The Linguist

The Linguist 55,2

The Linguist is a languages magazine for professional linguists, translators, interpreters, language professionals, language teachers, trainers, students and academics with articles on translation, interpreting, business, government, technology

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Page 18 of 35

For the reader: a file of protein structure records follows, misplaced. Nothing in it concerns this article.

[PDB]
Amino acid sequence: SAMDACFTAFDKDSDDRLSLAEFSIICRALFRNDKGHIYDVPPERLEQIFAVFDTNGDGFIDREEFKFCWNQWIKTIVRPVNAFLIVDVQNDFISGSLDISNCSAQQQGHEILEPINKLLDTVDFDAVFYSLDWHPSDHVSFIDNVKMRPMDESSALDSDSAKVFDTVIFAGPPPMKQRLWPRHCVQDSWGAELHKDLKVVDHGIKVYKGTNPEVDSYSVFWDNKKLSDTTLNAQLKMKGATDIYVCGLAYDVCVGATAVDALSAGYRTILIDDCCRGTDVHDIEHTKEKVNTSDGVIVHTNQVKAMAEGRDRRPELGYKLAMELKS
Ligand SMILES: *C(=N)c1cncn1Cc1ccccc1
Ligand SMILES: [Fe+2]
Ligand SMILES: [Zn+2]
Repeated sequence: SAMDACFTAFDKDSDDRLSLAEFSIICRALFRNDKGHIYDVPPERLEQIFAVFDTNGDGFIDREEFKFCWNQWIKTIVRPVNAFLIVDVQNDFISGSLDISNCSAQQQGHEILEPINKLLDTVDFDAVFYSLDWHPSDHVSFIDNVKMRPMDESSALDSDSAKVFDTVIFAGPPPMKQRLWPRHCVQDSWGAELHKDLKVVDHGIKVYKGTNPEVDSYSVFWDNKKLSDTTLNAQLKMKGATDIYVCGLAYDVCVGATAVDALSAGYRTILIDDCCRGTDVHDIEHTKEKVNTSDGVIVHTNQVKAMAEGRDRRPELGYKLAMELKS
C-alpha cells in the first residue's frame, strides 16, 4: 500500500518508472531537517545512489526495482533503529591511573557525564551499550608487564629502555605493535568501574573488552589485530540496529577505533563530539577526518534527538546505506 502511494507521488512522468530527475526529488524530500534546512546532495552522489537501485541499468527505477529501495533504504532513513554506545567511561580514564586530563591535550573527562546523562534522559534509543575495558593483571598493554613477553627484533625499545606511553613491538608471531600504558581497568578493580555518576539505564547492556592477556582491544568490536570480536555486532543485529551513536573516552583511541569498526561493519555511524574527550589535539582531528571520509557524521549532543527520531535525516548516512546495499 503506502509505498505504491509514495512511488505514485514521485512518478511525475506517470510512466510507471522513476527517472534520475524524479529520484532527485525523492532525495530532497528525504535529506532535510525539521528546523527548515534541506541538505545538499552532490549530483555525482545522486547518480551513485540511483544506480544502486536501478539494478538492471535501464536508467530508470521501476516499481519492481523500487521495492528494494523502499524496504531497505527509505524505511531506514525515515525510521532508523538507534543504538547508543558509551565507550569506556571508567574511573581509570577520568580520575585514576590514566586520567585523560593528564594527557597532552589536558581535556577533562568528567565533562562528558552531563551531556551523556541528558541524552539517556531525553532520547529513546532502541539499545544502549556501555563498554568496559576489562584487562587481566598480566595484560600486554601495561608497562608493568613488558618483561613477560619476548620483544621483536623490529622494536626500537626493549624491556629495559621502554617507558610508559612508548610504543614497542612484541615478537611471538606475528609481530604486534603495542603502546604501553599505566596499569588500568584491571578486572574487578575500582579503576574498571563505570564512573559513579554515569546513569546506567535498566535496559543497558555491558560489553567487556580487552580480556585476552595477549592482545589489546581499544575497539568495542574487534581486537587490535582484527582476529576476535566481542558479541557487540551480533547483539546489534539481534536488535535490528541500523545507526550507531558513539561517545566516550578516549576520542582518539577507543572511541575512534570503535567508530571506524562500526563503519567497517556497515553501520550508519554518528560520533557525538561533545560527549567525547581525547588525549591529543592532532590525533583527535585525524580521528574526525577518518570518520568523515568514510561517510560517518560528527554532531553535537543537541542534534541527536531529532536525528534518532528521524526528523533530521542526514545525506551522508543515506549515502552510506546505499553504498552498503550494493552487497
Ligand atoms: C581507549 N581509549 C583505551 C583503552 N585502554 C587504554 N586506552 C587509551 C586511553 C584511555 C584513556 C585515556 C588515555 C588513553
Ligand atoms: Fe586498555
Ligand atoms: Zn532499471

APRIL/MAY 2016 The Linguist 19 FEATURES After the negotiations, the red tape argument becomes huge, because while people say that leaving the EU would free us from red tape, in dealing with Europe it could actually increase. We already see this in VAT regulations where Britain has a different system and, although there are rules that make it easy for companies in Europe to use UK services, a lot of the smaller ones prefer to go elsewhere. A lot of restrictions will be surmountable but the effort may be too much for our smaller clients to bother when it would be less bureaucratic to employ translators in Europe. It's the uncertainty really that's the key – that makes people hesitate – and, later, potential bureaucratic, cost and legal implications (different tax laws, different import laws). Alan Sitkin Senior Lecturer in International Business at Regent's University and Councillor for Enfield If we leave, the European Union would be fully within its rights to put barriers up to the importing of British services. But, as a World Trade Organisation member, we could not put barriers up to EU countries exporting goods to the UK. If we leave the WTO as well, the rest of the world will erect huge barriers to British goods. So we will continue to import European goods as much as ever but we will export a lot fewer UK services. The pound dropped just when Boris Johnson said he was in favour of Brexit, because the markets sense that the UK by itself, without Europeans obliged to buy UK services – insurance and banking and consulting – would not be strong. A large number of multinationals use the UK as a foothold for doing business in this part of the world. Multinationals think along regional lines. They have been explicit about this and said, "we set up in the UK because it's in the EU". So we will lose foreign direct investment, especially in the service sector. They will take their headquarters to Frankfurt or Paris. In addition, being a member of the European Social Chapter means there is more protection for workers in the UK, which is a good thing. Max Marks Director of AMG Capital I think that the UK will still be seen as a player in Europe if we leave the EU, but perhaps no longer a major one. Multinational companies, certainly legal firms, will channel work in Europe through their offices in mainland Europe and, to a degree, avoid coming into the UK as much as possible. There's currently a healthy tax benefit for certain companies to work in the UK but be headquartered overseas. In manufacturing, companies often only opt to build in the UK, as opposed to another EU country, because of the subsidy they're offered. If a subsidy is not available then they are not going to come to the UK as often. I could envisage quite a few major organisations leaving the UK. To use HSBC as an easy example, they have been cutting jobs frequently and the fact that they are moving – or rather 'restructuring' – 1,000 jobs in London to hire 1,000 people in Paris gives an indication that they are hedging. Whatever happens after 23 June, they will be prepared. I think business-to-business interactions would become an awful lot harder. At times I travel across Europe and, due to Schengen, it's all quite easy, but I could imagine that becoming harder. From a business angle, there will undoubtedly be additional levels of due diligence required. At present, if I am doing business in Switzerland, more often than not the contract is governed under British law. The feeling is that the British legal system is the strongest in Europe. Well they will not continue to do that if the UK leaves the EU because suddenly it would become more of a hassle than a benefit. sible impact of the UK leaving the EU ng Brexit © SHUTTERSTOCK

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